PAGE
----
eTail East: The Intersection of Social eCommerce, Mobile eCommerce and Video
I spent few days this week at eTail East in Baltimore, where the leading retailers came together to discuss latest trends and best practices in the industry. I walked away with a renewed enthusiasm for what’s happening in ecommerce– it’s an exciting time. The most exciting takeaway for me from the event was the emergence of social ecommerce and mobile ecommerce. Both present new opportunities and challenges for retailers. And video will be a key part of the success.
While social media is a driving force in every industry, it seems to be having a particularly large impact for retailers. According to Kevin Ertell of Foresee Results, 70% of online shoppers use social media. In addition, shoppers who interact with retailers on social networks tend to be more satisfied shoppers than those who do not. Most of the sessions at eTail East explored how to create a more social shopping experience, with some key takeaways offered:
- Community drives brand loyalty and product sales. But doesn’t necessarily make sense for every retailer. If you do decide to build community, make sure you have a well-defined plan and resources to make it a successful reality. Rob Harles, VP of Community at Sears Holding Corporation, presented a great example with MySears.
- Use social media wisely. Having clear goals, picking the right channels, monitoring, listening, and engaging are core to success for retailers using social media. Zita Cassizzi, VP at Dell.com,outlined Dell’s comprehensive approach to social media.
- Make Facebook a central part of your social commerce strategy. According to Foresee Results, among online shoppers who are engage in social media, 80% of them are on Facebook. In other words, shoppers are already on Facebook and it’s where they want to hear from retailers. While Twitter and other social media should be part of the mix, Facebook is a “must have” part of the mix.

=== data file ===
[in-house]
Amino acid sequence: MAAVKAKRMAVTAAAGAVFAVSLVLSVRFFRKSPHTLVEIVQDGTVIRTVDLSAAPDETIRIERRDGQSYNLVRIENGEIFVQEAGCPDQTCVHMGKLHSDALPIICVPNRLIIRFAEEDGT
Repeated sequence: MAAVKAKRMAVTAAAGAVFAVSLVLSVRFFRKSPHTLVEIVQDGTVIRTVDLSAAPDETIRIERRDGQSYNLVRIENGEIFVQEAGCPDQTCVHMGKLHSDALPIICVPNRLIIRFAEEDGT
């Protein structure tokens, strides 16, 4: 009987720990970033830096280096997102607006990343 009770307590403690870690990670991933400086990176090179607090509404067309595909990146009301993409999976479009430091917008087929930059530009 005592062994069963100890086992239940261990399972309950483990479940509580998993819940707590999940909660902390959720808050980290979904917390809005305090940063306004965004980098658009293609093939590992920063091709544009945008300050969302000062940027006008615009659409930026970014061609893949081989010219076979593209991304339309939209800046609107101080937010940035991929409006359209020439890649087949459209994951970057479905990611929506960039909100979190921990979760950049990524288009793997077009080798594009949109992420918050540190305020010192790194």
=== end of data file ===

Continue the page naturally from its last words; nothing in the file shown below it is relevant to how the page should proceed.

- Make sure your website is “socially enabled”. Retail sites should evolve from anirrelevant corporate website to one that is a hub of shopper activity– one were shoppers can share the experience of other shoppers to make product decisions. Incorporating ratings and reviews and the Facebook social graph (“Like” button) are examples of how to do so.
Where Video Fits In: Video does a particular effective job at telling a product’s story, which is the “social” part of social ecommerce and therefore should not only be part of the core shopping experience on the retail website, but also part of the core shopping experience in Facebook and other social media. Key considerations in ensuring video has a material impact on customer engagement and conversion on the social web include in-player social sharing capabilities,seamless integration with Facebook, including support Facebook open graph social plugins in the player, and an interactive video shopping experience with clear calls to action.
Most retailers are in the early stages of a mobile strategy, but it’s clear that all retailers need to think about mobile. Some of the best practices discussed at eTail East include:
- Develop a mobile strategy in conjunction with your overall strategy. Mobile should be aligned with business goals and marketing strategy– whether it be part of optimizing search or part of loyalty based program– and not be viewed in isolation.
- Focus on the platforms that currently dominate the market, namely iOS and Android. These two own the lions’ share of the market and should be in the forefront of planning.
- Focus on the mobile web, as well as mobile apps. Every retailer site should be mobile browser-friendly, as shoppers will increasingly access sites via mobile devices. Mobile apps should also be part of the mix, as they represent a way for retailers to gain incremental sales.Lacoste, HSN and ShopNBC are examples of retailers who have created mobile web and mobile app shopping experiences.
Where Video Fits In: As retailers develop a mobile strategy, they will need to ensure video content can be consumed by shoppers across different platforms and devices. This is especially true for retail sites that already have a large amount of video or plan on utilizing video as a core part of how they sell products. A key part of mobile ecommerce, therefore, is making sure thatvideo on mobile browsers and in mobile apps support both HTML5 video and Flash seamlessly so that users across devices have the best shopping experience. Warehouse.co.uk provides a good example of a retailer ensuring video is a core part of the mobile shopping experience.